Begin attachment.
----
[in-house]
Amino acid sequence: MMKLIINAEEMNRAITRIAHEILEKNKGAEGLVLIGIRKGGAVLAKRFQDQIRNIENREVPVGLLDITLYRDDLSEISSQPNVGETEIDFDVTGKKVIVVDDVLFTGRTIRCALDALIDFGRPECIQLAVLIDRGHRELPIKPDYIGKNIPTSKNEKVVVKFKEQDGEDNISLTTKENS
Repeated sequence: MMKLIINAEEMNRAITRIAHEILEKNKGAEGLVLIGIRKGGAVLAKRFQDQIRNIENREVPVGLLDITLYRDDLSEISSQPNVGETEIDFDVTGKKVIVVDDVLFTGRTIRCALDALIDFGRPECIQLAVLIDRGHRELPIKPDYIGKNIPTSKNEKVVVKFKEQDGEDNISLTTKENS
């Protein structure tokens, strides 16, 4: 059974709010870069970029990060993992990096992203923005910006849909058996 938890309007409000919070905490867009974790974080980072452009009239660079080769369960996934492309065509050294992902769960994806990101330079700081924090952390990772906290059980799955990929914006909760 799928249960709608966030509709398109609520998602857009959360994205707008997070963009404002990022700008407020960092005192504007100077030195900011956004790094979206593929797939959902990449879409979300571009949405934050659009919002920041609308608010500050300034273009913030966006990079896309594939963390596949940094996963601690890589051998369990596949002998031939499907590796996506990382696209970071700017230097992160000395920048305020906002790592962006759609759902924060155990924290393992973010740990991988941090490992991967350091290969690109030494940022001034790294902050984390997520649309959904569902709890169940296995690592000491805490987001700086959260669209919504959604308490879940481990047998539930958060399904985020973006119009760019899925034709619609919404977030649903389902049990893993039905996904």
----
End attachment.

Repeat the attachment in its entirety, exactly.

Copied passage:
[in-house]
Amino acid sequence: MMKLIINAEEMNRAITRIAHEILEKNKGAEGLVLIGIRKGGAVLAKRFQDQIRNIENREVPVGLLDITLYRDDLSEISSQPNVGETEIDFDVTGKKVIVVDDVLFTGRTIRCALDALIDFGRPECIQLAVLIDRGHRELPIKPDYIGKNIPTSKNEKVVVKFKEQDGEDNISLTTKENS
Repeated sequence: MMKLIINAEEMNRAITRIAHEILEKNKGAEGLVLIGIRKGGAVLAKRFQDQIRNIENREVPVGLLDITLYRDDLSEISSQPNVGETEIDFDVTGKKVIVVDDVLFTGRTIRCALDALIDFGRPECIQLAVLIDRGHRELPIKPDYIGKNIPTSKNEKVVVKFKEQDGEDNISLTTKENS
């Protein structure tokens, strides 16, 4: 059974709010870069970029990060993992990096992203923005910006849909058996 938890309007409000919070905490867009974790974080980072452009009239660079080769369960996934492309065509050294992902769960994806990101330079700081924090952390990772906290059980799955990929914006909760 799928249960709608966030509709398109609520998602857009959360994205707008997070963009404002990022700008407020960092005192504007100077030195900011956004790094979206593929797939959902990449879409979300571009949405934050659009919002920041609308608010500050300034273009913030966006990079896309594939963390596949940094996963601690890589051998369990596949002998031939499907590796996506990382696209970071700017230097992160000395920048305020906002790592962006759609759902924060155990924290393992973010740990991988941090490992991967350091290969690109030494940022001034790294902050984390997520649309959904569902709890169940296995690592000491805490987001700086959260669209919504959604308490879940481990047998539930958060399904985020973006119009760019899925034709619609919404977030649903389902049990893993039905996904």